The study examined the impact of sustainable entrepreneurship over the period from 2000 to 2017 on national development in Nigeria. The model stated that the dependent variable was determined by the Human Development Index, while Sustainable Entrepreneurship was measured by Small and Medium Growth (SMSG), Small and Medium Scale Funding by Commercial Banks (SMEFCs), Small and Medium Scale Enterprises by Micro-Financing Banks (SMEFMs), while inflation was used as a control variable. Using secondary data from various versions of the CBN statistical bulletin and United National Development Programme studies, the analysis used an estimation technique. It was discovered that a long-term relationship existed between the variables used. Additional results showed that SMEGR and SMEFC had a marginal positive effect on national growth, while SMEFM and INF had a substantial negative impact on national development during the year under examination. Entrepreneurship has been concluded to be a true instrument for achieving national growth. The study recommends that the government aid to strengthen the required minimum allocation of credit by banks to small and medium-sized enterprises, i.e. 10% of the annual profit in the Annual Monetary Policy Circular and Guidelines and policies that enable commercial and, more importantly, micro-financing banks to provide more credit facilities to small and medium-sized enterprises, should be formulated in order to boost national development in Nigeria.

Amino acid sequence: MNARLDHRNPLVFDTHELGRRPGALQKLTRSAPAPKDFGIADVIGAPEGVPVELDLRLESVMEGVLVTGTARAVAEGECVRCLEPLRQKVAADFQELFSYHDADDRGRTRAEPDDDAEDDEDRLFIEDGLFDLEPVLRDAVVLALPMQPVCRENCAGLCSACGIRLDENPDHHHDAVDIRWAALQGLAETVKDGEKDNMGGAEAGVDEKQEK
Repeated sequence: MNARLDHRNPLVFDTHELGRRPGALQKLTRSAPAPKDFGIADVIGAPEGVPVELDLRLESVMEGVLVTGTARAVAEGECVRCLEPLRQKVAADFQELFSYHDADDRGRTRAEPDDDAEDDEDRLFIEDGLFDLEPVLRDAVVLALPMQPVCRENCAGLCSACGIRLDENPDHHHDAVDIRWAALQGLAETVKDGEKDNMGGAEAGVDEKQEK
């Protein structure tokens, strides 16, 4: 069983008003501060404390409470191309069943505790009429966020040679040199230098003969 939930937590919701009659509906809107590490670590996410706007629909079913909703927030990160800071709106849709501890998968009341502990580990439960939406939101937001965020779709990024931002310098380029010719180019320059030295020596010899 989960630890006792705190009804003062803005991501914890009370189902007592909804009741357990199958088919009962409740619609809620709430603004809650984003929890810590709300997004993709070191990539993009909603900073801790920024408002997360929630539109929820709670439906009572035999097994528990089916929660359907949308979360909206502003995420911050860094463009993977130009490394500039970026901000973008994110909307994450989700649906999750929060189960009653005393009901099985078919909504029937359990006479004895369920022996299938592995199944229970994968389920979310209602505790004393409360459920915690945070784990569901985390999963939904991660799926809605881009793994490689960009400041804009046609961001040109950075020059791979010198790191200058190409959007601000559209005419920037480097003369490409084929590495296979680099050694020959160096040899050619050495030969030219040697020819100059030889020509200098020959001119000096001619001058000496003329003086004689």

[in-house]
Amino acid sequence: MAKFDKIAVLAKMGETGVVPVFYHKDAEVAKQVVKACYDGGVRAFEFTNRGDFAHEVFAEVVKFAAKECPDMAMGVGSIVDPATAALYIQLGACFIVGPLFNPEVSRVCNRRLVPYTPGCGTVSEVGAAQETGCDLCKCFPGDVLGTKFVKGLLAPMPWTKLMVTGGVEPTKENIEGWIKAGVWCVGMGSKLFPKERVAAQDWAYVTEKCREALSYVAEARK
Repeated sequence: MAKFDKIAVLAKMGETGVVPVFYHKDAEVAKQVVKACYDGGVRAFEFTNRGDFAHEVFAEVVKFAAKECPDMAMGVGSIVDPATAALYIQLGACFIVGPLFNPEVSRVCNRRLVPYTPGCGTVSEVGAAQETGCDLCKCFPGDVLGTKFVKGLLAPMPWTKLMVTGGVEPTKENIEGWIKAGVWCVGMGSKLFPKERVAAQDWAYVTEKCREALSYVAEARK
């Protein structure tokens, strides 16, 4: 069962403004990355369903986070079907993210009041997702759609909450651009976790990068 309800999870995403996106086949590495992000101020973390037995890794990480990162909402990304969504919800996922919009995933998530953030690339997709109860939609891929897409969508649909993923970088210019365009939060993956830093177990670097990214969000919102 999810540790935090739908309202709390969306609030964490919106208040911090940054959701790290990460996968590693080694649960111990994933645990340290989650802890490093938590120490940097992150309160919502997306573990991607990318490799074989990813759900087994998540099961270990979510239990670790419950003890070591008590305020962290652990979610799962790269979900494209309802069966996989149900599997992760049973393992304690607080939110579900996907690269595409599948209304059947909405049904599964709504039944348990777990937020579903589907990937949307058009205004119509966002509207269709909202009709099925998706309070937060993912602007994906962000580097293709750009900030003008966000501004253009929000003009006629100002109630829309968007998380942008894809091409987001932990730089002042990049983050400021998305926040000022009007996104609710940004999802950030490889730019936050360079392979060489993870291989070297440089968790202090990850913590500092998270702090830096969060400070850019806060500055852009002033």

Dr. Akinwunmi, Adeboye
Department of Banking and Finance, Achiever’s University, Owo, Ondo State, Nigeria.
Ajala, Rosemary Bukola
Department of Banking and Finance, The Federal Polytechnic, Ado Ekiti, Nigeria.
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